The bottom line is that the NPol July anomaly of 0.29 C is pretty paltry in the context of the year to date. While March rocked a *negative* anomaly of -0.33 C, January, February, and April all came in with anomalies above 1 degree C. More recently, June managed 0.83. So, by this measure at least, it does not appear that the heat wave we’ve been talking about ‘bled into’ the Arctic much in July.

  35. 35
    Ignorant Guy says:

    #33 Kevin McKinney – Did you use the web page input form for editing a lengthy text to post? Never do that. Only use the input form as an editor for very short texts. For long texts use some other editor (e. g. Notepad is good enough) and save your work-in-progress on a file several times before you’re finished. When you are finished copy and paste the whole lot into the input form. Otherwise you will find that the browser annoyingly often eats your work.

  36. 36

    Here is a Global Warming Contour Map, which shows the warming rate for the Stratosphere, since 1960. Notice the “slowdown”, which started about 1995.

    You can see contour maps for the Upper and Lower Troposphere at my website:

    The Stratosphere, Upper Troposphere, and Lower Troposphere, each have very different warming rates.

    Check out the Robot-Train Contour Maps, to see how contour maps work.

    Also, see the Legend for Global Warming Contour Maps.

  37. 37
    Bill Duncan says:

    Any views on this paper by Mann et al on using a Bayesian rather than a frequent ist approach in climate attribution of extreme weather events?
    Assessing climate change impacts on extreme weather events: the case for an alternative (Bayesian) approach

  38. 38
    Mr. Know It All says:

    1,2,3,31 – all you folks

    31 – Kevin

    You are correct. I forgot to include the link. Here it is:

    10:40 pm pacific 8/4/2018

  39. 39
    nigelj says:

    Dan B (sounds remarkably like Dan H) claim’s recent heatwaves and their relation to climate change are not an issue of concern because some city set a ‘record temperature’ back in the 1930’s. But those temperature records set early last century are unlikely to last too much longer.

    He is also not willing to admit that heatwaves are already increasing in frequency and duration, according to the IPCC. He can’t seem to see that these are problems, which just amazes me.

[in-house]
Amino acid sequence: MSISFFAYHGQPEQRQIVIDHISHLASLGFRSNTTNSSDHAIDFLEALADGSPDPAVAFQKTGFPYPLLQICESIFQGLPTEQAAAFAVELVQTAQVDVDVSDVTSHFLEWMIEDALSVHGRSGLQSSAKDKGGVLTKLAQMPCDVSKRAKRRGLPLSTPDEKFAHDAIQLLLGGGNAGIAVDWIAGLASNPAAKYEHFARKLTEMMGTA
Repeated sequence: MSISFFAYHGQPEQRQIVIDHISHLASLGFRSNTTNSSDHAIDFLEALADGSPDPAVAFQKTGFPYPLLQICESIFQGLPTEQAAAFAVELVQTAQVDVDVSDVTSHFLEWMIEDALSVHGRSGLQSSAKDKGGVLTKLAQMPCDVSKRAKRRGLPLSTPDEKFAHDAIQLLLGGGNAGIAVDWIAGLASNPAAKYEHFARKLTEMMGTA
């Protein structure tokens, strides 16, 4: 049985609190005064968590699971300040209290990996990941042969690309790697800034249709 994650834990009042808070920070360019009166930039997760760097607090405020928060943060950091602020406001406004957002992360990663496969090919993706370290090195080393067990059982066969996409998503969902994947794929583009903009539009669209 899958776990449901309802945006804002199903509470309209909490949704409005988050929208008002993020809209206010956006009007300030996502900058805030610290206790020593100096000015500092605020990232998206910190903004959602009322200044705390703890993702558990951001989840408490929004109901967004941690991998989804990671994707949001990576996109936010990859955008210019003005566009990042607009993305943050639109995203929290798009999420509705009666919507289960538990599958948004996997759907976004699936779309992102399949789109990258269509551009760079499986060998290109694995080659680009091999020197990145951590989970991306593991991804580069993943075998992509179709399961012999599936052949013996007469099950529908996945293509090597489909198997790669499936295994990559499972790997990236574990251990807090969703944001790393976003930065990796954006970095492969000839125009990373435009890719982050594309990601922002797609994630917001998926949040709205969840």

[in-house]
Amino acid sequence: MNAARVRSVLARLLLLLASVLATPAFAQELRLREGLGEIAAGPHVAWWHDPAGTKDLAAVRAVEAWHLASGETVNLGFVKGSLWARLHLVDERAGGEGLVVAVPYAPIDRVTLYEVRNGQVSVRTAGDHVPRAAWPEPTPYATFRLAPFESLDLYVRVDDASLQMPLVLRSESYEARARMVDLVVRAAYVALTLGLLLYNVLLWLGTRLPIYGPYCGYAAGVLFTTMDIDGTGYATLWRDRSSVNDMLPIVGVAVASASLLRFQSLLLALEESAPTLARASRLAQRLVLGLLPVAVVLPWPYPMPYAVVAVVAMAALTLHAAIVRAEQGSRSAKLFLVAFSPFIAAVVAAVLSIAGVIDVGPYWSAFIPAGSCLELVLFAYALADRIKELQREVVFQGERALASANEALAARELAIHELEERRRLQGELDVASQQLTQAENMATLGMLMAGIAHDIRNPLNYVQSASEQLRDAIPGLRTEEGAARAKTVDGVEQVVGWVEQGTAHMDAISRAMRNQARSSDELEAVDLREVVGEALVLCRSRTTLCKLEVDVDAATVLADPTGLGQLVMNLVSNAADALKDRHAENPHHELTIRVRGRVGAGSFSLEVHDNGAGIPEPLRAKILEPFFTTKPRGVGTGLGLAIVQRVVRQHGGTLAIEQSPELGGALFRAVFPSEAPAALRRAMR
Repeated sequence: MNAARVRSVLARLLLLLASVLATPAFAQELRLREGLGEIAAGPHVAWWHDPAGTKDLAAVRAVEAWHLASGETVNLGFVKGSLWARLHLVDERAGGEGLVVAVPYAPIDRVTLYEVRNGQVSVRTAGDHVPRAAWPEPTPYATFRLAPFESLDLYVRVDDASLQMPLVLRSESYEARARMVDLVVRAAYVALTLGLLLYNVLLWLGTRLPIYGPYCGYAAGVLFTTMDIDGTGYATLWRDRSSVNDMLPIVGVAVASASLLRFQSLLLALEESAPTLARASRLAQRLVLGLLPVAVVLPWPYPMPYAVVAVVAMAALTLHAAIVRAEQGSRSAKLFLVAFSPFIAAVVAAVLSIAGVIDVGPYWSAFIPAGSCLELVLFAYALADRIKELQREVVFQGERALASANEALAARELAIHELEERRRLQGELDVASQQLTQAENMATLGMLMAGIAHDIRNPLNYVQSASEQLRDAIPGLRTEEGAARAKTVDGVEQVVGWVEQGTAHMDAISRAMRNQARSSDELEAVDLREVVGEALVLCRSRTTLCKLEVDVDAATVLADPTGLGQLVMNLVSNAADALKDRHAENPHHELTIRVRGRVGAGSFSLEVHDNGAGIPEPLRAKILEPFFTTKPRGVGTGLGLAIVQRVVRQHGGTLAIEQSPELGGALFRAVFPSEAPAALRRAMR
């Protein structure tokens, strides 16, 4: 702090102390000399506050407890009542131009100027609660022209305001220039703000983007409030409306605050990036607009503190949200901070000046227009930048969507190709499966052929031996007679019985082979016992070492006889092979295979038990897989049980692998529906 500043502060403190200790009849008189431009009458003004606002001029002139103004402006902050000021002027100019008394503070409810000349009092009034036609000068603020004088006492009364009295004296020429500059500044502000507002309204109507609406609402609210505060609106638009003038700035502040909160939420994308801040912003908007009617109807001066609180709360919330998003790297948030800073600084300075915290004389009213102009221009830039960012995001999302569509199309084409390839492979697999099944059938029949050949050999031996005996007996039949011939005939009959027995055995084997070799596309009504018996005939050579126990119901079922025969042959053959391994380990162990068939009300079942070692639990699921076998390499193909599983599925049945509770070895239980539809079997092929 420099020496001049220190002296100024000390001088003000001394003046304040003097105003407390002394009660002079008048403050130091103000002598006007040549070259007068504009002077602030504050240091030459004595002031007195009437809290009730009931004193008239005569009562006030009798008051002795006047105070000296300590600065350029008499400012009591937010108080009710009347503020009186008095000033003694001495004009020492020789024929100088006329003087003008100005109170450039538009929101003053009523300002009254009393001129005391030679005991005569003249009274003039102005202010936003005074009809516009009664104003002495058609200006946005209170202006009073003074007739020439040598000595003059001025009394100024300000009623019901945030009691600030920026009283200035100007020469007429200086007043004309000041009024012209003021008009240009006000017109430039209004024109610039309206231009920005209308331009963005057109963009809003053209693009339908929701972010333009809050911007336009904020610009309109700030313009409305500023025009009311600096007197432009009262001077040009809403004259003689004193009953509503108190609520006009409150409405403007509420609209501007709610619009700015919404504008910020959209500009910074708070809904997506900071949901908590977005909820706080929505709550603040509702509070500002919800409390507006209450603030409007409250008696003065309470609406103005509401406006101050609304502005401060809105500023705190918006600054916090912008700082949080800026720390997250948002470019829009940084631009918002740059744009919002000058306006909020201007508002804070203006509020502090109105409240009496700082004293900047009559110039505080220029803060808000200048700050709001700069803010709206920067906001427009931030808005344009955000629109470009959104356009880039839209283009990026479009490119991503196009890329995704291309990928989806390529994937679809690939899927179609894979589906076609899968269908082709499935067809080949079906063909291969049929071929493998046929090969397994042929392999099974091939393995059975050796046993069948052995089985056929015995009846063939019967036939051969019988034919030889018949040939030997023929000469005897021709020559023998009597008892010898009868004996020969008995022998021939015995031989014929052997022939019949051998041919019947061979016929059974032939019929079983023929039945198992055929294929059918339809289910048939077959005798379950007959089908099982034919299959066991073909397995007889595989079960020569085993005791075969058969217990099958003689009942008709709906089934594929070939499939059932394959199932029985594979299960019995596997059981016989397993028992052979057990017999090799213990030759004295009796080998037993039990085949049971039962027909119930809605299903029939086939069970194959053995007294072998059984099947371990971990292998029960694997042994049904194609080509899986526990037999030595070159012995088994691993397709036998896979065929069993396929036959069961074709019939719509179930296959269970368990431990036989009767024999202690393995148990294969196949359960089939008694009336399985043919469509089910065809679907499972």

40. 40
    nigelj says:

    Sheldon Walker @36

    I’m a layperson, but I came across this some time ago. Climate change is expected to cause the stratosphere to cool, but since 1995 this has stalled or at least slowed down. There’s a reason for this and it doesn’t mean the models and theory are wrong. Its related to the influence of the ozone issue as below, and it will be temporary.

  41. 41
    Killian says:

    Re #8 nigelj said Killian @289 (last months UV).

    “I suggest paying attention to the fact this indicates passing 300 ppm (early last century)seems to have triggered significant climate changes. ”

    I think you need to appreciate that the melting of arctic ice and glacier ice in the early part of last century was only partly caused by CO2 concentrations of 310ppm. It was caused ‘mainly’ by a warming phase of the solar cycle, and a suspected extended reduction in volcanic activity in the early decades.

    Thank you. Now let me remind you that a lack of volcanic activity is 1. largely random and that 2. volcanic activity *masks* the greenhouse effect? If you understand this, you should realize that, less the volcanics, what you got was, for lack of a better term, real or full climate change.


    This issue is easily enough googled.

    As is the fact that temps would rise 0.7 to 1.4C within years if we magically stopped industrialization today.

    And yes the comment from some so called expert in the you tube video that we are will have increased CO2 levels for 1000 years is indeed excessively pessimistic, because we do have ways to extract this carbon with use of soil and forestry sinks

    Not over;y pessimistic, accurate. What is inaccurate is the claim that it is permanent. Just to clarify. If we do nothing, that WILL happen.

    or direct air capture.

    Still a fantasy.

  42. 42
    Killian says:

    Re #18 Robert Moore said #4
    CO2e on the way to 500 ppm. See figure 5 and table 2

    The important context is, what was CO2e in 1850?

  43. 43
    Killian says:

    Re #22 Mike Roddy said I would be very interested in RC reactions to this important paper